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Archive for the ‘The Summer of Letting Go’ Category

A child’s guilt can be overwhelming and so it is with fifteen year old Francesca (Frankie) Schnell. SummerOfLettingGoFour years ago, while at the beach with her parents, her four year old brother, Simon, drowned. She and Simon were building a sand castle. She went to the beach blanket where her parents were sleeping, looking for food. When she turned around her brother was at the water’s edge, then he was caught by a wave. Frankie was stunned into inaction. Her father, hearing her scream, runs into the water but Simon couldn’t be saved. Frankie hasn’t swam since.

It is four years later. Frankie’s guilt is still in full force. She thinks her mother, who ignores her and spends most of her time at a foundation created in Simon’s memory, blames her and hates her. She’s jealous of her girlfriend, Lisette, who is gorgeous and has the boyfriend that Frankie yearns for.

Having snuck into the local country club pool (for reasons I won’t tell you), she sees a four year old boy dive into the deep end of the pool and look like he’s going to drown. She is paralyzed into inaction and Peter, the lifeguard, jumps in. As the boy’s mother drags him away, they almost bump into Frankie and the little boy asks “Who she?” Frankie introduces herself. It seems that his name in Frankie as well.

The next day, Francesca is called into the office of the pool’s owner. Afraid she’s going to be arrested for sneaking into the pool, she’s relieved when she finds out Frankie’s mother wants her to be a mother’s helper and help with Frankie during the summer.

All of this would generate a so-so book, but there’s more that pulled me into this book, The Summer of Letting Go. Little Frankie is the same age as Simon was when he drowned. Frankie looks like Simon, likes frogs just like Simon and has that same fearlessness. There’s more that I won’t tell you about.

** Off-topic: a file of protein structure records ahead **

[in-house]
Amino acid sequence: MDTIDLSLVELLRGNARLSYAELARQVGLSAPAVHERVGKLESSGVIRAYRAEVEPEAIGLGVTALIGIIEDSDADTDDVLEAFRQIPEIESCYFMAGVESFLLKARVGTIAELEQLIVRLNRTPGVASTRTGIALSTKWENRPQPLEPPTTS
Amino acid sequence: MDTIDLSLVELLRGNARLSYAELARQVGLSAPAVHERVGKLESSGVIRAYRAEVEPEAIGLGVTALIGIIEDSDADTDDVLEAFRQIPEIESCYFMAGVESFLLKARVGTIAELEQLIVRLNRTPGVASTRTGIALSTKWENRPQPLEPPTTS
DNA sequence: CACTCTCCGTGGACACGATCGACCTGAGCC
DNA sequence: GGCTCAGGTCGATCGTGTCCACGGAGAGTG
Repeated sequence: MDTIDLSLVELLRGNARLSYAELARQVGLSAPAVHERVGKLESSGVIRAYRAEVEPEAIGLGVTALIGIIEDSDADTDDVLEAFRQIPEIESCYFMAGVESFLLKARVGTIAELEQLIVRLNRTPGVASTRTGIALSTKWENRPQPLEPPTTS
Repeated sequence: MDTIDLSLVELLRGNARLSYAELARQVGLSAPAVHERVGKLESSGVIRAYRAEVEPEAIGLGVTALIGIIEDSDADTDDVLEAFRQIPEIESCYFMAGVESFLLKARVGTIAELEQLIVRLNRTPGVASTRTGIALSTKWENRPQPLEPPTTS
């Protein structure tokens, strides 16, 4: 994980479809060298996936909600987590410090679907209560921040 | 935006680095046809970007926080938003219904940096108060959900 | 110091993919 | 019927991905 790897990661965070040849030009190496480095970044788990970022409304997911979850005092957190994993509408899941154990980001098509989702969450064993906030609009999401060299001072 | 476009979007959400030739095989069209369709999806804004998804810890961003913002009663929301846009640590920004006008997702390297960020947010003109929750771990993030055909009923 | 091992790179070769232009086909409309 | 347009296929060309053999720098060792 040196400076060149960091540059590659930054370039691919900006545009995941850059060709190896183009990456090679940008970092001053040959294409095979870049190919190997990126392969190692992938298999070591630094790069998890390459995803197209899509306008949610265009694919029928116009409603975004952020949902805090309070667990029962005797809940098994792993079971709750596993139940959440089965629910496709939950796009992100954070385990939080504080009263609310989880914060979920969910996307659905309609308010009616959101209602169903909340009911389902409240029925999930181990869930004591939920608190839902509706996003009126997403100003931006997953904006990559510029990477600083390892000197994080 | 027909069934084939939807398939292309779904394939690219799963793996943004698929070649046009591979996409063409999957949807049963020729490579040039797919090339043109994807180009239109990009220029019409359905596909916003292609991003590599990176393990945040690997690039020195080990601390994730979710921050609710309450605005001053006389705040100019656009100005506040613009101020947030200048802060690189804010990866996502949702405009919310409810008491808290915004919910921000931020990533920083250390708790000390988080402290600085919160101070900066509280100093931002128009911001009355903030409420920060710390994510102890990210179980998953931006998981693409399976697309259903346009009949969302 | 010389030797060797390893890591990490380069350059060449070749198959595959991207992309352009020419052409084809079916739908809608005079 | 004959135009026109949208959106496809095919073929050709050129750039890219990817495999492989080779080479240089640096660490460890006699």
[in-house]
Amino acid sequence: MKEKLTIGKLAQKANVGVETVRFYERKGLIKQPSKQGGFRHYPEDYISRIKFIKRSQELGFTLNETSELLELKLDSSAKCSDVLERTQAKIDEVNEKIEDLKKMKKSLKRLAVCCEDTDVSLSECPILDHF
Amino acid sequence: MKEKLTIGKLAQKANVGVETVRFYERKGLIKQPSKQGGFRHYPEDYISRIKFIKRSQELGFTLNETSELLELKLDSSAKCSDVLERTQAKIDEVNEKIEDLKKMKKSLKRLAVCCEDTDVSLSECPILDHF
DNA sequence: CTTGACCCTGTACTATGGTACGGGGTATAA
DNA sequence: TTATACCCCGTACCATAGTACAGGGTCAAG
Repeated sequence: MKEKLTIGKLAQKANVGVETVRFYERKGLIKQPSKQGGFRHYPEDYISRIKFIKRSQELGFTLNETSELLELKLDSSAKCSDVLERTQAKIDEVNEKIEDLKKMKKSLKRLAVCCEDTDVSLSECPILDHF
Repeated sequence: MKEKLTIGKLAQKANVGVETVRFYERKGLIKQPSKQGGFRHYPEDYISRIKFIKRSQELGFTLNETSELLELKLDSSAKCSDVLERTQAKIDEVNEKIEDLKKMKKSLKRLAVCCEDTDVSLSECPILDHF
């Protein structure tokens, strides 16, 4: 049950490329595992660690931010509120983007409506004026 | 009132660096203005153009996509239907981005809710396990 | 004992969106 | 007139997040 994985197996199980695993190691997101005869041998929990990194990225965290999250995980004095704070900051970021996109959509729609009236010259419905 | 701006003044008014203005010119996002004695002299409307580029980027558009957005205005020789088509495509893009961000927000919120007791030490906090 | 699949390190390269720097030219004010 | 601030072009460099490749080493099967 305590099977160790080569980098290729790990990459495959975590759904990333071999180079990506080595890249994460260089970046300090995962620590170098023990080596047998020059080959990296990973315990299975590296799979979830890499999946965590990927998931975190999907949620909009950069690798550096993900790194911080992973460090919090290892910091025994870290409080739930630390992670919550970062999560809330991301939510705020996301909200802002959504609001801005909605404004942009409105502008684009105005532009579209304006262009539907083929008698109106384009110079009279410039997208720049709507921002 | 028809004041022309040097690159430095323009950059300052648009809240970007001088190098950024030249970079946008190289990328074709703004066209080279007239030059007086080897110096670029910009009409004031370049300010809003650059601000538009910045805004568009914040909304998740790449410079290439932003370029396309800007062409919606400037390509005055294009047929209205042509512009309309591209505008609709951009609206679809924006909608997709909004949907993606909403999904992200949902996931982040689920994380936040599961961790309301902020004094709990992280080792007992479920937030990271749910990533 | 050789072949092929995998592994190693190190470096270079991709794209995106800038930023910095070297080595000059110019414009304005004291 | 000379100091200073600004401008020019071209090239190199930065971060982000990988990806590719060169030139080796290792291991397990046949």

Polisner explores the possibility of reincarnation/transmigration. Is it possible that Simon’s soul migrated into little Frankie? An interesting possibility. She also explores how people cope with pain. Each person in the Schnell household has dealt dramatically differently with Simon’s death. And finally, Polisner deals with a young girl’s self image and self doubt. Is Frankie pretty, especially compared to Lisette? Would any boy like her, especially the one she likes…who happens to be Lisette’s boyfriend?

The characters are all clear cut. They each have distinct personalities. I think it’s hard sometimes to create a four year old character, but little Frankie is cute, exasperating, funny, sad, just like a four year old and his sidekick dog, Potato, is just as cute.

There is a lot to think about in The Summer of Letting Go but Polisner does a fine job of putting all together in a cohesive, interesting, fun read. More that just a beach read, this book will make you think….which is what a good book should do. So, don’t let this summer go by without reading The Summer of Letting Go.

 

 

 

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